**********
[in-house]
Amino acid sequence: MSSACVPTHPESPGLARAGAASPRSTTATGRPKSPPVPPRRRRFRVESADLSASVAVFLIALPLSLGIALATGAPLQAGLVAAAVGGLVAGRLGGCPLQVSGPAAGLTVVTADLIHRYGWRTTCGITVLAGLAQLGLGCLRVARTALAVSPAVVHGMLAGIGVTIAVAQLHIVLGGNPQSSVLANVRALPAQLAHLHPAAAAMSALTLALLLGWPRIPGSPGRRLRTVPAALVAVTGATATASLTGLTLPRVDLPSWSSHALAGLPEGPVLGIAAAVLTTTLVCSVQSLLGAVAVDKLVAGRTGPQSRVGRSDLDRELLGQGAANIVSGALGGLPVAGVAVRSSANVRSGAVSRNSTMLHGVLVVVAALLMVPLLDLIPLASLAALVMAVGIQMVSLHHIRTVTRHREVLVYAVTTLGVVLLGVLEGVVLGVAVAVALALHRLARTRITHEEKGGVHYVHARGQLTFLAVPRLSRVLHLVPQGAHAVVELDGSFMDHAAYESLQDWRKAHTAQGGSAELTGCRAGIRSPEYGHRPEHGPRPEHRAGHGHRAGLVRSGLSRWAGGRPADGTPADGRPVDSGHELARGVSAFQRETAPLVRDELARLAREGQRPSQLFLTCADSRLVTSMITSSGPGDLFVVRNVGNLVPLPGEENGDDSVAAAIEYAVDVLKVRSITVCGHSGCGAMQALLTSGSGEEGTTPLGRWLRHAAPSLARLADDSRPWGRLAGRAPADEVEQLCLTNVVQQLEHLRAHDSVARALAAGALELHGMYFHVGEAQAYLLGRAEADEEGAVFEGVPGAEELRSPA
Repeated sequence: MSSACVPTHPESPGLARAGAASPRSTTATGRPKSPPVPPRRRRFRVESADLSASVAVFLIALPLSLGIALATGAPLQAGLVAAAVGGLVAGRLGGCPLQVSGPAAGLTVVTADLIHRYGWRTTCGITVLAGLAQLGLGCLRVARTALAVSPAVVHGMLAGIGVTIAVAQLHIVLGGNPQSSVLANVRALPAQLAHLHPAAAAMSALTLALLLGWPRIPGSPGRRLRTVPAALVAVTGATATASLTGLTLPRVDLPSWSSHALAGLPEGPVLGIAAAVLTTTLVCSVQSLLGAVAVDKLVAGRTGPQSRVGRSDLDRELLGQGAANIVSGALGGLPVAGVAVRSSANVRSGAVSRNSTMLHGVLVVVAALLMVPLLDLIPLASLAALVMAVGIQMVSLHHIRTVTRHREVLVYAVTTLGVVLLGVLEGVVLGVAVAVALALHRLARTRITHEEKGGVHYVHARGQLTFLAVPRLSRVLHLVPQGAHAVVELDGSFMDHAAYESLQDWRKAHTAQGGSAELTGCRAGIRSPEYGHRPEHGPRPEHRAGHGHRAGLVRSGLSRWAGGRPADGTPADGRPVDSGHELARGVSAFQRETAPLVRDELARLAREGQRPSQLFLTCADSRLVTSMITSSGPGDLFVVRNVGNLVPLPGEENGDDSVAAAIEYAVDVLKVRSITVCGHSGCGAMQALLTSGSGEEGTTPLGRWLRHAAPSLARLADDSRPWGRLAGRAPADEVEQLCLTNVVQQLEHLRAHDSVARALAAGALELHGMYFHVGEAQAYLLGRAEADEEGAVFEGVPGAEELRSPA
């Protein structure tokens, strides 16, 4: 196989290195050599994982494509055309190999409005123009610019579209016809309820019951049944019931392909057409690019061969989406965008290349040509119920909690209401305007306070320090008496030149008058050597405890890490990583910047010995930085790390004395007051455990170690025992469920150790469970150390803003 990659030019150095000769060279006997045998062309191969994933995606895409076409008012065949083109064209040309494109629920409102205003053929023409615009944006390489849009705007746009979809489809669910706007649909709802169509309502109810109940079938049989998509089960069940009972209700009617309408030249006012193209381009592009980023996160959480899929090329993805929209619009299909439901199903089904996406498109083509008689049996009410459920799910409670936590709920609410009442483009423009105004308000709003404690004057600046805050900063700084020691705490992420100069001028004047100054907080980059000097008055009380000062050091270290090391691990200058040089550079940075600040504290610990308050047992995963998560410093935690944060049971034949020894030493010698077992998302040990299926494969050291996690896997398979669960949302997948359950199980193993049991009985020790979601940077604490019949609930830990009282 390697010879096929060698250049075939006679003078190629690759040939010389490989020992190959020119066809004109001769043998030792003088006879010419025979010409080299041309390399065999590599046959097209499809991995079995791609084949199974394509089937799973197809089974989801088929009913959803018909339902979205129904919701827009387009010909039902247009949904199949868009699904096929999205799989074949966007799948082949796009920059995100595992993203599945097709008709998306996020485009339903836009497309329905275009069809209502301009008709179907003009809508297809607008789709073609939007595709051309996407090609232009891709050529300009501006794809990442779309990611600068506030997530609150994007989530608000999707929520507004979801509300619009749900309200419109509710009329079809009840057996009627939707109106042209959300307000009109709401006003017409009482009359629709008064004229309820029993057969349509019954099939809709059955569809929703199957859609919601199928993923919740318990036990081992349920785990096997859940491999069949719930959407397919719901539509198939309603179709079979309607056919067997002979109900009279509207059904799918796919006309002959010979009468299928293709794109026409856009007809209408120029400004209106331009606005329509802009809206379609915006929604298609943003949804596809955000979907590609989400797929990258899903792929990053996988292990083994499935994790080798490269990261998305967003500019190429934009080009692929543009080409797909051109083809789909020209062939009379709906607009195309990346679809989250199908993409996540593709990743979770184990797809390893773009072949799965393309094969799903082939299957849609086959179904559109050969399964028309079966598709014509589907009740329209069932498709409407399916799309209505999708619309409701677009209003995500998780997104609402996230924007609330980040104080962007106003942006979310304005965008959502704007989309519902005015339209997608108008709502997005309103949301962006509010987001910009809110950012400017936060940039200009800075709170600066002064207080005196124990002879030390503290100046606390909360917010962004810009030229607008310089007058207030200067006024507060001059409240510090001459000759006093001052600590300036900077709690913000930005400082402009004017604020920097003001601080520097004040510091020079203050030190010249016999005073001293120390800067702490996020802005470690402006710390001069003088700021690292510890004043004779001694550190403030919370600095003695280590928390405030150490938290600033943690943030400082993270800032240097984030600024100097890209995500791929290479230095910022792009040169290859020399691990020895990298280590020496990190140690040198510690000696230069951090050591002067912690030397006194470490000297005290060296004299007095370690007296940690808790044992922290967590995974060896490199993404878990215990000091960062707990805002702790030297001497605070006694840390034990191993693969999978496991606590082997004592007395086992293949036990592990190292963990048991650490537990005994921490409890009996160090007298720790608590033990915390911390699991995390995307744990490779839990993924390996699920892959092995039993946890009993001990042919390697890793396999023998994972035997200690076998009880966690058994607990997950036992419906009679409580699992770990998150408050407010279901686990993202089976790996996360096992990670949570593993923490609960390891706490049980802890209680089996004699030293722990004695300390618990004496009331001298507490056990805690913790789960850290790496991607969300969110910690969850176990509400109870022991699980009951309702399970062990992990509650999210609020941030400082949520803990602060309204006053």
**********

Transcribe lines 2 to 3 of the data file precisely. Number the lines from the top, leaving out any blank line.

Amino acid sequence: MSSACVPTHPESPGLARAGAASPRSTTATGRPKSPPVPPRRRRFRVESADLSASVAVFLIALPLSLGIALATGAPLQAGLVAAAVGGLVAGRLGGCPLQVSGPAAGLTVVTADLIHRYGWRTTCGITVLAGLAQLGLGCLRVARTALAVSPAVVHGMLAGIGVTIAVAQLHIVLGGNPQSSVLANVRALPAQLAHLHPAAAAMSALTLALLLGWPRIPGSPGRRLRTVPAALVAVTGATATASLTGLTLPRVDLPSWSSHALAGLPEGPVLGIAAAVLTTTLVCSVQSLLGAVAVDKLVAGRTGPQSRVGRSDLDRELLGQGAANIVSGALGGLPVAGVAVRSSANVRSGAVSRNSTMLHGVLVVVAALLMVPLLDLIPLASLAALVMAVGIQMVSLHHIRTVTRHREVLVYAVTTLGVVLLGVLEGVVLGVAVAVALALHRLARTRITHEEKGGVHYVHARGQLTFLAVPRLSRVLHLVPQGAHAVVELDGSFMDHAAYESLQDWRKAHTAQGGSAELTGCRAGIRSPEYGHRPEHGPRPEHRAGHGHRAGLVRSGLSRWAGGRPADGTPADGRPVDSGHELARGVSAFQRETAPLVRDELARLAREGQRPSQLFLTCADSRLVTSMITSSGPGDLFVVRNVGNLVPLPGEENGDDSVAAAIEYAVDVLKVRSITVCGHSGCGAMQALLTSGSGEEGTTPLGRWLRHAAPSLARLADDSRPWGRLAGRAPADEVEQLCLTNVVQQLEHLRAHDSVARALAAGALELHGMYFHVGEAQAYLLGRAEADEEGAVFEGVPGAEELRSPA
Repeated sequence: MSSACVPTHPESPGLARAGAASPRSTTATGRPKSPPVPPRRRRFRVESADLSASVAVFLIALPLSLGIALATGAPLQAGLVAAAVGGLVAGRLGGCPLQVSGPAAGLTVVTADLIHRYGWRTTCGITVLAGLAQLGLGCLRVARTALAVSPAVVHGMLAGIGVTIAVAQLHIVLGGNPQSSVLANVRALPAQLAHLHPAAAAMSALTLALLLGWPRIPGSPGRRLRTVPAALVAVTGATATASLTGLTLPRVDLPSWSSHALAGLPEGPVLGIAAAVLTTTLVCSVQSLLGAVAVDKLVAGRTGPQSRVGRSDLDRELLGQGAANIVSGALGGLPVAGVAVRSSANVRSGAVSRNSTMLHGVLVVVAALLMVPLLDLIPLASLAALVMAVGIQMVSLHHIRTVTRHREVLVYAVTTLGVVLLGVLEGVVLGVAVAVALALHRLARTRITHEEKGGVHYVHARGQLTFLAVPRLSRVLHLVPQGAHAVVELDGSFMDHAAYESLQDWRKAHTAQGGSAELTGCRAGIRSPEYGHRPEHGPRPEHRAGHGHRAGLVRSGLSRWAGGRPADGTPADGRPVDSGHELARGVSAFQRETAPLVRDELARLAREGQRPSQLFLTCADSRLVTSMITSSGPGDLFVVRNVGNLVPLPGEENGDDSVAAAIEYAVDVLKVRSITVCGHSGCGAMQALLTSGSGEEGTTPLGRWLRHAAPSLARLADDSRPWGRLAGRAPADEVEQLCLTNVVQQLEHLRAHDSVARALAAGALELHGMYFHVGEAQAYLLGRAEADEEGAVFEGVPGAEELRSPA